# Speeding up word distance calculation 100x

Originally published at spark-in.me on August 12, 2018.

A standard Word2Vec illustration from a seminal paper (I will do a paper review on the topic some time in the future)

Using some form of word vectors / embeddings is considered nowadays to be one ofstandard approaches for practical NLP related tasks.

In my opinion, the most useful in practice are these 2 approaches:

• Using fast-text (notice there is a python version now) vectors (expecially for “complicated” languages with cases);
• Using end-to-end CNN-based approaches and maybe using CNN’s embeddings to get vectors (e.g. consider this transformer tutorial);

In this article we will just assume that you have your word vectors and you need to use them for some downstream task.

# So what is the fuss all about?

Imagine that you have a reasonably large dataset, for example with 1–10m queries / phrases / sentences. Ideally, to provide value for business / applied tasks, you need to:

• Investigate the data structure;
• Build a streamlined annotation process (data exploration => annotation => models => distillation => even more annotation => better models etc);
• Be able to match internal datasets with external ones;

In practice matching usually implies calculating some kind of distance in the most simplistic case, e.g. cosine disntance Well, 1–10m * 1–10m equals a LOT of operations.

In real applied tasks you may have little to no annotation. Hence you will have to be creative and do something of this sort:

• Find some annotation;
• Enrich it with some external sources;
• Manually check / correct it;
• Repeat;

An the problem is — calculating 10⁶ * 10⁶ distances is very slow.

# The solution

In a nutshell — understand the internal structure of your data and exploit some optimization tricks:

1. 4x speed-up — cluster your data and dispose of the rubbish clusters;
2. 10x speed-up — use some form of multiprocessing / multiple cores for calculation (or maybe do them in batch form on the GPU);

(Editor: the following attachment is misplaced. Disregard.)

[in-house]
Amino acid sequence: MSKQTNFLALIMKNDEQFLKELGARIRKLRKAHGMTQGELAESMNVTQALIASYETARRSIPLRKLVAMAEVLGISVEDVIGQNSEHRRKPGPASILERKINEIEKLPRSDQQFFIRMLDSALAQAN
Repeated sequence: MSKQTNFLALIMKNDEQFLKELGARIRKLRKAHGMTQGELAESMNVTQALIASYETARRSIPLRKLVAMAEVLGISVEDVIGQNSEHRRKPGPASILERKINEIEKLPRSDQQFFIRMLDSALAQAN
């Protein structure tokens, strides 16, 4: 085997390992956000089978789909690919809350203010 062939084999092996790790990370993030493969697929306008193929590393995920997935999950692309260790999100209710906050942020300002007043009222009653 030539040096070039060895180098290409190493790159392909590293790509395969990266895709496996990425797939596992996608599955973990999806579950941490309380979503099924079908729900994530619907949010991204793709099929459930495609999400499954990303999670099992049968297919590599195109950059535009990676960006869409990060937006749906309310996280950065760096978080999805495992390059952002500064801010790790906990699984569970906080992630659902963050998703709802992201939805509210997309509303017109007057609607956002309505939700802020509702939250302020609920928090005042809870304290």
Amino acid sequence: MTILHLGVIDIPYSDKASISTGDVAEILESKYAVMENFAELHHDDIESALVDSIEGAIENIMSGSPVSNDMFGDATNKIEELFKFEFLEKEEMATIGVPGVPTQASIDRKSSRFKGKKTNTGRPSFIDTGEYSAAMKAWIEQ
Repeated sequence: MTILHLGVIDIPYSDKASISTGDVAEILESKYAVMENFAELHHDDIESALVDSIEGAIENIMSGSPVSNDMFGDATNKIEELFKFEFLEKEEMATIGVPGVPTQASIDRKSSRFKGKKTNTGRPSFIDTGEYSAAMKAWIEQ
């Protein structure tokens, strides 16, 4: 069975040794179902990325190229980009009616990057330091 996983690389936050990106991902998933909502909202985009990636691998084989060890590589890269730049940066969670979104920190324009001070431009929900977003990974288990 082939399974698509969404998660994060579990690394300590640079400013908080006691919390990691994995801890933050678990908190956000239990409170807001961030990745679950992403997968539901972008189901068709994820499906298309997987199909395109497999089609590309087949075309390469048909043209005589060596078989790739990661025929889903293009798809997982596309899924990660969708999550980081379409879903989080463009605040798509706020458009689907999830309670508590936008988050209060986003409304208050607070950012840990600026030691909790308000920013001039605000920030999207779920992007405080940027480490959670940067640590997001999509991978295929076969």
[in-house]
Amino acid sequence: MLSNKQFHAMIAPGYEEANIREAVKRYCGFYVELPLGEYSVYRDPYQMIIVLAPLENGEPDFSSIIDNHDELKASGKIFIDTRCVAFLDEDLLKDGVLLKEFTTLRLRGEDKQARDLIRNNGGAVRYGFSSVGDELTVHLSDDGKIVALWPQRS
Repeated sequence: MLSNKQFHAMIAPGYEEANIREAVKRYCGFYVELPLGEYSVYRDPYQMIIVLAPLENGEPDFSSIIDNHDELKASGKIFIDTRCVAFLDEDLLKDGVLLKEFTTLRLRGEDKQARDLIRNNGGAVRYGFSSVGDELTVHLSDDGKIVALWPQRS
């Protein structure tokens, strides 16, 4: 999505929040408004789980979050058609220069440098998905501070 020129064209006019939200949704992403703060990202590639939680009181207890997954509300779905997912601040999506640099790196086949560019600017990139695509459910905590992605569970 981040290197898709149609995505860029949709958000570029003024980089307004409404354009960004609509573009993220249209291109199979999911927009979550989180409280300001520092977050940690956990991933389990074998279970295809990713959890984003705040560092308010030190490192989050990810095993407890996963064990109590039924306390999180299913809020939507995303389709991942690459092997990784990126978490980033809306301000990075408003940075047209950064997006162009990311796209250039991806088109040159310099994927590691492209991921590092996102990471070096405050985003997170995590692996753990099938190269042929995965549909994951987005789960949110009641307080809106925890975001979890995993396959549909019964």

3. 5x speed-up — use numba to compile your distance function into C;
4. 10x speed up — if you do even more proper clustering, you can dispose of very distant clusters that are most likely not relevant;

In on applied case I manage to speed up my calculation from 27 days to 4–5 hours.

## Clustering

In my view, UMAP + HDBSCAN work reasobably well for word vectors. UMAP even has a cosine distance option (though everything is not 100% smooth there).

Also HDBSCAN has a great perk — it produces a -1 “rubbish” cluster. In practice you may end up with something like this, which has reasobably good local structure

So, using UMAP + HDBSCAN you can remove ~50% of rubbish data. But you can also cluster your dataset into a reasobable amount of clusters (notice — you do not set number of clusters as a parameter of HDBSCAN, which arguably is its best advantage) — 5k — 10k. Then you can just calculate distances between your target phrases and these clusters and throw away the distant ones.

In plain terms — 10³ x 10⁶ << 10⁶ x 10⁶. Also cosine distance on such large scale is usually normally distributed, so you can get away with keeping all relations with distance being smaller than mean — standard deviation.

## Numba snippet that worked for me

`@numba.jit(target='cpu', nopython=True) def fast_cosine(u, v): m = u.shape udotv = 0 u_norm = 0 v_norm = 0 for i in range(m): if (np.isnan(u[i])) or (np.isnan(v[i])): continue udotv += u[i] * v[i] u_norm += u[i] * u[i] v_norm += v[i] * v[i] u_norm = np.sqrt(u_norm) v_norm = np.sqrt(v_norm) if (u_norm == 0) or (v_norm == 0): ratio = 1.0 else: ratio = udotv / (u_norm * v_norm) return 1-ratio`

borrowed from here

Originally published at spark-in.me on August 12, 2018.

Data Scientist